How Rastah Champions Pakistani Culture Through Streetwear

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Photo: Courtesy of Rastah

Streetwear is growing up. Once relegated to the wardrobes of hypebeasts, new labels are using their graphic hoodies or jackets to grab your attention and to make a powerful statement about politics or culture. It’s a global movement, too. Mobilize, for instance, uses its drops to educate others about Indigenous life and traditions. There’s also a new streetwear label out of Pakistan who is also championing South Asian culture—and its pieces are just downright cool, too.

Rastah was founded in 2018 by cousins Zain, Ismail, and Adnan Ahmad, who are based out of Lahore, Pakistan. Zain, the creative director of the label, grew up in London, Toronto, and Vancouver as well, but is consistently inspired by the city. “Lahore is an incredibly big city, and incredibly chaotic—it stimulates you a lot,” he says. “[As a result,] there’s a lot of noise and prints in the clothes.”  

The brand’s latest fall collection, titled ‘Volume V,’ represents what Zain describes as a mix of Eastern prints with Western silhouettes. The streetwear staples like hoodies and tees are rendered in colorful, graffiti-style prints and complex logos, all made with traditional Pakistani methods. A standout yellow silk suit, for example, is finished off with printed red roses, which were block-printed by hand by Rastah’s in-house printer, Aslam Mirza. “The woven fabrics for the jackets are made on a traditional Pakistani hand loom, which is sadly dying a slow death,” says Zain. “And most of the printing techniques are done using hand-carved wooden blocks. To revive these forms of artisanship, we have to reinterpret them.” Overall, he wanted the collection to pay tribute to Pakistan’s unique craftsmanship, but for it to have a cooler, more youthful feel too. “It’s something that really hasn’t been done before in this country,” he says.  

Photo: Courtesy of Rastah
Photo: Courtesy of Rastah

Some details are more obviously related to Pakistan, at least to those who see Rastah designs on the street. The “Notoriety” twill jacket, which Riz Ahmed just wore, features images of Zain in Lahore when he was just five-years-old, as well as photos of Pakistani icons, such as Imran Khan. “He was a cricket player, and is also the Prime Minister now,” says Ahmad. “In 1992, he won us the World Cup, so that was a big deal for the country.” On the back of the jacket, there is also an image of the Murree Brewery, the only brewery in the country.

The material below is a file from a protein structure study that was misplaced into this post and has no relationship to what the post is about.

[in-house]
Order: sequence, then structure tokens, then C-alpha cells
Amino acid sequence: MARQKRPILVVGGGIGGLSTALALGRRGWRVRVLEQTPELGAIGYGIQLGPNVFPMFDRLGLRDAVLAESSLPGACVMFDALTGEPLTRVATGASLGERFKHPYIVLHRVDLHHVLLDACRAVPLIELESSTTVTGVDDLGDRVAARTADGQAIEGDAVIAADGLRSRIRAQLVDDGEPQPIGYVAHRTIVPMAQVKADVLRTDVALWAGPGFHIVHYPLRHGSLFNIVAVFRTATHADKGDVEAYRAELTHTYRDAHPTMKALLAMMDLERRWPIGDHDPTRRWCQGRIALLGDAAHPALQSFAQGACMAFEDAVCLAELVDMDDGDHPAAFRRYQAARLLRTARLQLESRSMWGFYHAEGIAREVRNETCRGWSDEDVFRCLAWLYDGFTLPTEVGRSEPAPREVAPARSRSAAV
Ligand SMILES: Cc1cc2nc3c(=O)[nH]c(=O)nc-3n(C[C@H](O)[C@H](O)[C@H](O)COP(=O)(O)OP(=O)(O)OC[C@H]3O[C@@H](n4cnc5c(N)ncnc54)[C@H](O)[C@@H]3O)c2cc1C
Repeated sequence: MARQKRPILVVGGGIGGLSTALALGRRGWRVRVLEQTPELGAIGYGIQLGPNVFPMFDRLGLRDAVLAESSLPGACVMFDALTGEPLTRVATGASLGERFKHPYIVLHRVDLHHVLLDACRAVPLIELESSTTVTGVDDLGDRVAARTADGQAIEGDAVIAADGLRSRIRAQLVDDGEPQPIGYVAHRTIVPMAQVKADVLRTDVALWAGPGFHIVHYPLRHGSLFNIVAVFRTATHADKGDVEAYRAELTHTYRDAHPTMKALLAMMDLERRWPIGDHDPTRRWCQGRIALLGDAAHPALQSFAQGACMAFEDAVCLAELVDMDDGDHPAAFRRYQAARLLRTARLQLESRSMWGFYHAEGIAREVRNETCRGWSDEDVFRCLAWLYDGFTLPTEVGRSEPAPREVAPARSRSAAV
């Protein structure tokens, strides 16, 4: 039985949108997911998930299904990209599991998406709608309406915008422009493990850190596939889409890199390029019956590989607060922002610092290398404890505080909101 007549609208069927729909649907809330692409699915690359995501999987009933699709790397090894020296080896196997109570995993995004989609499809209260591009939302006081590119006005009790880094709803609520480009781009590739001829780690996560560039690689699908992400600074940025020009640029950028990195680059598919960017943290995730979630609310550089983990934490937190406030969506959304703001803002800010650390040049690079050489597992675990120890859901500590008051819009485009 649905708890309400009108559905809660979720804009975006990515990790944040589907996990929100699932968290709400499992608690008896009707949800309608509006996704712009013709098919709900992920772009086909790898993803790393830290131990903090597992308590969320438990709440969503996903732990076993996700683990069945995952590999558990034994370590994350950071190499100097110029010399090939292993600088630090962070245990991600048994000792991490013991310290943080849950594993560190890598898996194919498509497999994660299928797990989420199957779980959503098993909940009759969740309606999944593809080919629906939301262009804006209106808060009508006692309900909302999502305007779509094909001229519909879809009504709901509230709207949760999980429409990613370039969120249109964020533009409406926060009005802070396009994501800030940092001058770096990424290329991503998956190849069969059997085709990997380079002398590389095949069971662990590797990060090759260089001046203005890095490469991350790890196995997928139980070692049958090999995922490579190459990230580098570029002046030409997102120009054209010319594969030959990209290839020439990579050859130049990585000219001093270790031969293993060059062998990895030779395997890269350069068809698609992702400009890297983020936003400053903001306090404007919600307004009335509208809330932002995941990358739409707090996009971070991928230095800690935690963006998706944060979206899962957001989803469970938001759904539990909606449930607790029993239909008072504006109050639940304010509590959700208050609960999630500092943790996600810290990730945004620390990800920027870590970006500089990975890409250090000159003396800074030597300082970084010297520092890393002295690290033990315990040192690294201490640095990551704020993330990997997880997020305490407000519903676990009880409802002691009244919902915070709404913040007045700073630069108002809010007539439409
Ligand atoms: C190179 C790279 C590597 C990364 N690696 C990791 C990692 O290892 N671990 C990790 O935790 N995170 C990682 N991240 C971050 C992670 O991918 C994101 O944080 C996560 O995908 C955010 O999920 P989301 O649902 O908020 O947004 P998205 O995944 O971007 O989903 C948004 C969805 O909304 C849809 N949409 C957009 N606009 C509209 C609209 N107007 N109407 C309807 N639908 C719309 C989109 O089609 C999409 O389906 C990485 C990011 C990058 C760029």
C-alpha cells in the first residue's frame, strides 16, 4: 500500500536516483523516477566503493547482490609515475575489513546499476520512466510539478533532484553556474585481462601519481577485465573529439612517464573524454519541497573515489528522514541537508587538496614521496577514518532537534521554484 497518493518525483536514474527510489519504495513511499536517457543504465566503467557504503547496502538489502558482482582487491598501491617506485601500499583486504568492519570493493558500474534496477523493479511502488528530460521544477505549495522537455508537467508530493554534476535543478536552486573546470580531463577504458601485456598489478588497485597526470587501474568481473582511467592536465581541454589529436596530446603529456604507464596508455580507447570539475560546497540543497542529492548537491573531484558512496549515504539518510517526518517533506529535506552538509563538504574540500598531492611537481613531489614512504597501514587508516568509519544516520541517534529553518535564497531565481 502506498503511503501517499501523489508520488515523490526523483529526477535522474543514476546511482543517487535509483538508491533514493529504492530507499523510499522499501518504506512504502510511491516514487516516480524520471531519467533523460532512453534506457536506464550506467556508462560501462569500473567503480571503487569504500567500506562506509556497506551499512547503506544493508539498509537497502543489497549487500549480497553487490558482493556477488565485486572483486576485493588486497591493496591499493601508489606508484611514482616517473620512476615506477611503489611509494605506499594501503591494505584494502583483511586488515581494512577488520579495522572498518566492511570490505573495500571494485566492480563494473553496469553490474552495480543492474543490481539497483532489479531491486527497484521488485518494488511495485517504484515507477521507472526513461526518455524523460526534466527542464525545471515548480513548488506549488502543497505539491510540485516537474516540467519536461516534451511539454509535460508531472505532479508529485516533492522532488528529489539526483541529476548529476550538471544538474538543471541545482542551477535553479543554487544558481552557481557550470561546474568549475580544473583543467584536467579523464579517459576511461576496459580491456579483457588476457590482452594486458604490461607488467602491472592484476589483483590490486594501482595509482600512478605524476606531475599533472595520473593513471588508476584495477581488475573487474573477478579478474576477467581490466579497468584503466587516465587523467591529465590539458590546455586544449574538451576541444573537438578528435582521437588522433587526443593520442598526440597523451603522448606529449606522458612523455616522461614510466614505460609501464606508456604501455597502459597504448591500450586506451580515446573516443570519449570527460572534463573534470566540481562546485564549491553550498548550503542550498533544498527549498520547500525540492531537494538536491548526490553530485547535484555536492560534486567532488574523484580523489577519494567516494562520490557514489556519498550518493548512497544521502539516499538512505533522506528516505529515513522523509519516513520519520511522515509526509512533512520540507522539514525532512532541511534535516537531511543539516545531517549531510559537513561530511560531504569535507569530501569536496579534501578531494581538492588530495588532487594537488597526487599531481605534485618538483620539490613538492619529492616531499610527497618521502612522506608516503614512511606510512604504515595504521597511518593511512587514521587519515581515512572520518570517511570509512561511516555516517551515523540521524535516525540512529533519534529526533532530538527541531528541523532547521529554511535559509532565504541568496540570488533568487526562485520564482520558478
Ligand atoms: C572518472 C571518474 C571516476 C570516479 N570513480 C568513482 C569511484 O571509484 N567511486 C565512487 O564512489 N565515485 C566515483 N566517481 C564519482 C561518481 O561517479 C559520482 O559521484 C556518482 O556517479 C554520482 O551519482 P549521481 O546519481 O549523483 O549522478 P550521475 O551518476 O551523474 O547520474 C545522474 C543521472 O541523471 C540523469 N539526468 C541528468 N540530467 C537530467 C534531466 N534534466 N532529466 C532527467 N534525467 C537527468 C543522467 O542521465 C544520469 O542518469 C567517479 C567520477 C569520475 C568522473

Other pieces make bigger political statements. On the “SSSS Collage” hoodie, for example, Ahmad drew from a personal issue that continues to impact many Pakistani people. On the back of the sweater is an image of a boarding pass with four “S” letters on it. “You basically get these four S’s when you go through ‘random’ secondary screening at the airport,” Ahmad says. “I began to realize that I was going through the secondary screening every time I would travel to the United States. I thought to myself, ‘how could it be random if I’m always getting randomly selected? And how could it be random if everybody getting randomly selected is from my part of the world?’” He says when he shared the design on his social media pages, many people from Pakistan reached out. “Lots of brown boys and girls who’ve been in that situation commented saying they loved it, and can relate to it,” he says. 

Photo: Courtesy of Rastah

Going forward, Zain hopes to continue using his streetwear to champion and share aspects of his Pakistani culture. “I knew that I was a storyteller, and somehow, fashion is what I decided should be the medium through which I tell these stories,” he says. Zain also hopes to empower fellow creatives to continue making space for themselves in the industry (he often collaborates with other Pakistan-based artists). “This part of the world has so much to offer in terms of storytelling, artisanship, and technical craft, but on the brand level, we don’t get that recognition,” he says. “Through stuff like this, we can hopefully inspire artisans to get back on that horse, and to do what they love to do. We’ve got so much to offer.”